Thanks for producing this Peter, it’s very helpful. I sent you some metric data on the 80,000 Hours Podcast, but now that I’ve seen the post, I can give you the best numbers for the table. I would suggest putting these figures in instead.
Net new podcast subscribers added
2017 − 4,600
2018 − 10,500
Total podcast downloads/plays
2017 − 87,600 (average episode length 1.61 hours.)
2018 − 517,100 (average episode length 1.97 hours.)
Notes on interpretation
The podcast only started half way through 2017, I’m not sure how you want to handle that.
Those are the maximum number of subscribers recorded at any point in the year. It’s probably a few % too high in both cases, but I’ve found that’s the measure most robust to random measurement variations. The overestimation should also be constant year to year.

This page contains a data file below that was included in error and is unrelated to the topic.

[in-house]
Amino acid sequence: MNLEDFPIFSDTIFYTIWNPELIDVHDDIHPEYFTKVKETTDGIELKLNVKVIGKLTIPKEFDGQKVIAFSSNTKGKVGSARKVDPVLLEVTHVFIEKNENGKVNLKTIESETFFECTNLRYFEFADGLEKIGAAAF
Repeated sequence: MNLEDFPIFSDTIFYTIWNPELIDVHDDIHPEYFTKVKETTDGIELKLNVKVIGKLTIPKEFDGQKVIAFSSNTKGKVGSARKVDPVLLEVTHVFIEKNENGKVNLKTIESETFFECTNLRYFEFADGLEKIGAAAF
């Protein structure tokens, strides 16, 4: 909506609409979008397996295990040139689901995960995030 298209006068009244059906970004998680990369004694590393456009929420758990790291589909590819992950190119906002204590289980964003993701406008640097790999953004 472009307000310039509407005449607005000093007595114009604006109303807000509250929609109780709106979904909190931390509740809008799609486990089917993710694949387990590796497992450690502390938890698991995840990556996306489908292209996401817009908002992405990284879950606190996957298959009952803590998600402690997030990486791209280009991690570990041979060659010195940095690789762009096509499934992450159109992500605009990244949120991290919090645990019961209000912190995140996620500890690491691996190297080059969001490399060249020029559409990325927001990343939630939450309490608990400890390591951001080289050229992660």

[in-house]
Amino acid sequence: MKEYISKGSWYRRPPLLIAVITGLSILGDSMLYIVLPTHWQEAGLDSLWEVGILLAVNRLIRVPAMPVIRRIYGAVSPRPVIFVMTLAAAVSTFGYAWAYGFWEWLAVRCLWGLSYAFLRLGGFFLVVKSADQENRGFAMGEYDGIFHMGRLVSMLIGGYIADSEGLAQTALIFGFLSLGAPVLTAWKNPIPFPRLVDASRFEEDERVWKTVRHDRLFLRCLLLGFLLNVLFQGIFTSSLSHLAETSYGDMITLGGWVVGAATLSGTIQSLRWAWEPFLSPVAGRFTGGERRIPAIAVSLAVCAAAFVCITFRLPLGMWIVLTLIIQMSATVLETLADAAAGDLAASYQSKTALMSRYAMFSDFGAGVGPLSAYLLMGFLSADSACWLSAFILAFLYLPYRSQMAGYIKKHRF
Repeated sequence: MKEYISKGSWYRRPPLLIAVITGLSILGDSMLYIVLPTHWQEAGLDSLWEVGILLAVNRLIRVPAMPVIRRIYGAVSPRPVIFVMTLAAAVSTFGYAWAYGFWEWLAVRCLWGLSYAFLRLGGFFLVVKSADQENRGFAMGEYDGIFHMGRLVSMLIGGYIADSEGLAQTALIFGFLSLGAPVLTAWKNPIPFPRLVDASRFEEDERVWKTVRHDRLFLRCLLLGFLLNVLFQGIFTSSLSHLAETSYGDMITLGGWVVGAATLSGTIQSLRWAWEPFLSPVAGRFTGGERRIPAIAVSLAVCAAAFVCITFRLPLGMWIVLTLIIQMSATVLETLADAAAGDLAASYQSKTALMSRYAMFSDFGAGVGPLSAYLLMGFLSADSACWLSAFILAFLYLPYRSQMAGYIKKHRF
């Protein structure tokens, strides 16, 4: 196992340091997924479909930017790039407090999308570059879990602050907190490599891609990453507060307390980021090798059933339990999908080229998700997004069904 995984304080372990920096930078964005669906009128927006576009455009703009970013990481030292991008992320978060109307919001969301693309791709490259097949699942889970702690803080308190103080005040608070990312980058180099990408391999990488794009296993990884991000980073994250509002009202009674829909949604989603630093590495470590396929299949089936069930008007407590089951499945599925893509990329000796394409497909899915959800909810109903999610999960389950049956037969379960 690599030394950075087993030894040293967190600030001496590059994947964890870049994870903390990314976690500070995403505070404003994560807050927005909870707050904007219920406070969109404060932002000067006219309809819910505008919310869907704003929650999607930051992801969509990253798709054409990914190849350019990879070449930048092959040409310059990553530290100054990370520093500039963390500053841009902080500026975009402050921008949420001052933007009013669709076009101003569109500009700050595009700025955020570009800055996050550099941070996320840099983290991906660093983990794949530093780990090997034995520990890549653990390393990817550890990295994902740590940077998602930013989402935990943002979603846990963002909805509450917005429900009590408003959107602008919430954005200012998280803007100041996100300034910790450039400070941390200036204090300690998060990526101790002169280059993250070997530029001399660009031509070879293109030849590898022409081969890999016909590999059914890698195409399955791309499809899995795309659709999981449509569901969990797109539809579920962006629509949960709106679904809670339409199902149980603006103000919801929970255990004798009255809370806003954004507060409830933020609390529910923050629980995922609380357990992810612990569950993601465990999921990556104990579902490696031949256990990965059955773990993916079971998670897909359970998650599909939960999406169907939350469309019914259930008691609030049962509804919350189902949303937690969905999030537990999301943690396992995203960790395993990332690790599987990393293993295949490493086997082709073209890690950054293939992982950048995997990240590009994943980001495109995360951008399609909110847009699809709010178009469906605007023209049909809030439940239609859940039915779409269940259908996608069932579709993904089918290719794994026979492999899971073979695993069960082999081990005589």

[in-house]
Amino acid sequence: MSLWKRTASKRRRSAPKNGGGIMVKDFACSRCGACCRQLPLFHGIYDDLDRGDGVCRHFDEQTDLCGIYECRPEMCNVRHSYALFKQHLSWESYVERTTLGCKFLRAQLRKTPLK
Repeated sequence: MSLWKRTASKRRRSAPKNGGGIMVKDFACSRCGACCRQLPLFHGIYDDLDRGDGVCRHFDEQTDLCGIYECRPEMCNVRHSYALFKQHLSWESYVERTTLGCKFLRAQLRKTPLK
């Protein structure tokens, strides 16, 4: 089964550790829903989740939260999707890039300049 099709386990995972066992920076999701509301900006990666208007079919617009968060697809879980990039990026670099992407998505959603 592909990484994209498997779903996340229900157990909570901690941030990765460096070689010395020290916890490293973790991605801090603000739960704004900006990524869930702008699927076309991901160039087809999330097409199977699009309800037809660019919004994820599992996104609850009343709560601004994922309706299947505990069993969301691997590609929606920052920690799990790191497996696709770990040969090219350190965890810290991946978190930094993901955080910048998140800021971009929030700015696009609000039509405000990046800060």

Podcast downloads/plays don’t correspond to actual times people listened to a full episode. They include people pressing play but only listening to a few seconds; bots downloading the show; automatic downloads by the podcasting software that are never actually listened to; and so on. So they’re massive overestimates of the number of times an episode was listened to, say, half way to completion. However, the overestimate is likely to be a pretty constant fraction year-to-year, so you can still make relative comparisons.
How big do you expect that fraction to be? (Or: what percentage of those numbers do you expect to be ‘real listeners’?)
Thanks—I updated the post with that data.